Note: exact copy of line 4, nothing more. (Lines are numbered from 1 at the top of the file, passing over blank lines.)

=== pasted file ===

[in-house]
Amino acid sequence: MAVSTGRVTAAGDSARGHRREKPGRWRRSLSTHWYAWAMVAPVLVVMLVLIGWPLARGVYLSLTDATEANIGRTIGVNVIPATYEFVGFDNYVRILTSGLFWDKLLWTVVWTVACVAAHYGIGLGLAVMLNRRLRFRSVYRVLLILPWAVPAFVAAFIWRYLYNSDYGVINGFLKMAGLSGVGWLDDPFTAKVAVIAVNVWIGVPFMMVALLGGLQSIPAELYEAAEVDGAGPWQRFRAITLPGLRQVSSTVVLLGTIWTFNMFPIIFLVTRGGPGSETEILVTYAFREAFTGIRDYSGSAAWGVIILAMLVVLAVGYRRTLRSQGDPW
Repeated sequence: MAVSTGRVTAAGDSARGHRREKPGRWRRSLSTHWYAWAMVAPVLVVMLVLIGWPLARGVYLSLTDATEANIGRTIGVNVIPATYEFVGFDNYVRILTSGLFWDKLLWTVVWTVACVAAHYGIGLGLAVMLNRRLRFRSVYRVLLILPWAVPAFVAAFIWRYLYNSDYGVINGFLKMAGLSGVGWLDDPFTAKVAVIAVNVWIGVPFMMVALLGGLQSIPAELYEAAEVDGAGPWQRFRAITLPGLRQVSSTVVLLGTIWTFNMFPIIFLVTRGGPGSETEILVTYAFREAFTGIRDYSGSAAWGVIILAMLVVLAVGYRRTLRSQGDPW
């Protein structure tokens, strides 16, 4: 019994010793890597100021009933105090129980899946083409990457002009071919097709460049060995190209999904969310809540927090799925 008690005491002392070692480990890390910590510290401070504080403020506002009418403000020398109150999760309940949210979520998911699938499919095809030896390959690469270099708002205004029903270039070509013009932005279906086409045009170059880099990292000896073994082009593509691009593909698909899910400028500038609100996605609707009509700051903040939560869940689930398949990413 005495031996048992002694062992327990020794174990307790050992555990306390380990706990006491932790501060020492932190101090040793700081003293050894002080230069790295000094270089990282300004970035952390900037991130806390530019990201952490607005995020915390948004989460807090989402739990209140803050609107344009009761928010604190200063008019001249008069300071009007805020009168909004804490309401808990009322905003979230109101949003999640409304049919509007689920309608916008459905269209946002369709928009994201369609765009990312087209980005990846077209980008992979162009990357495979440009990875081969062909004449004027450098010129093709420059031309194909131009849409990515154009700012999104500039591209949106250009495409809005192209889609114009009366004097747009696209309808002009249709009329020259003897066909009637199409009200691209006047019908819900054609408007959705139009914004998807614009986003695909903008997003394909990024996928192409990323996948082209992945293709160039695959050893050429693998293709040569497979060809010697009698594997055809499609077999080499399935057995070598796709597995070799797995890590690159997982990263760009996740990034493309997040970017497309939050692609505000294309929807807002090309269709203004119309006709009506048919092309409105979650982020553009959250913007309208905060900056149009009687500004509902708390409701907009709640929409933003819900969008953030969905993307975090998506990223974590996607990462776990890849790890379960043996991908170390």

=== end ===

């Protein structure tokens, strides 16, 4: 019994010793890597100021009933105090129980899946083409990457002009071919097709460049060995190209999904969310809540927090799925 008690005491002392070692480990890390910590510290401070504080403020506002009418403000020398109150999760309940949210979520998911699938499919095809030896390959690469270099708002205004029903270039070509013009932005279906086409045009170059880099990292000896073994082009593509691009593909698909899910400028500038609100996605609707009509700051903040939560869940689930398949990413 005495031996048992002694062992327990020794174990307790050992555990306390380990706990006491932790501060020492932190101090040793700081003293050894002080230069790295000094270089990282300004970035952390900037991130806390530019990201952490607005995020915390948004989460807090989402739990209140803050609107344009009761928010604190200063008019001249008069300071009007805020009168909004804490309401808990009322905003979230109101949003999640409304049919509007689920309608916008459905269209946002369709928009994201369609765009990312087209980005990846077209980008992979162009990357495979440009990875081969062909004449004027450098010129093709420059031309194909131009849409990515154009700012999104500039591209949106250009495409809005192209889609114009009366004097747009696209309808002009249709009329020259003897066909009637199409009200691209006047019908819900054609408007959705139009914004998807614009986003695909903008997003394909990024996928192409990323996948082209992945293709160039695959050893050429693998293709040569497979060809010697009698594997055809499609077999080499399935057995070598796709597995070799797995890590690159997982990263760009996740990034493309997040970017497309939050692609505000294309929807807002090309269709203004119309006709009506048919092309409105979650982020553009959250913007309208905060900056149009009687500004509902708390409701907009709640929409933003819900969008953030969905993307975090998506990223974590996607990462776990890849790890379960043996991908170390």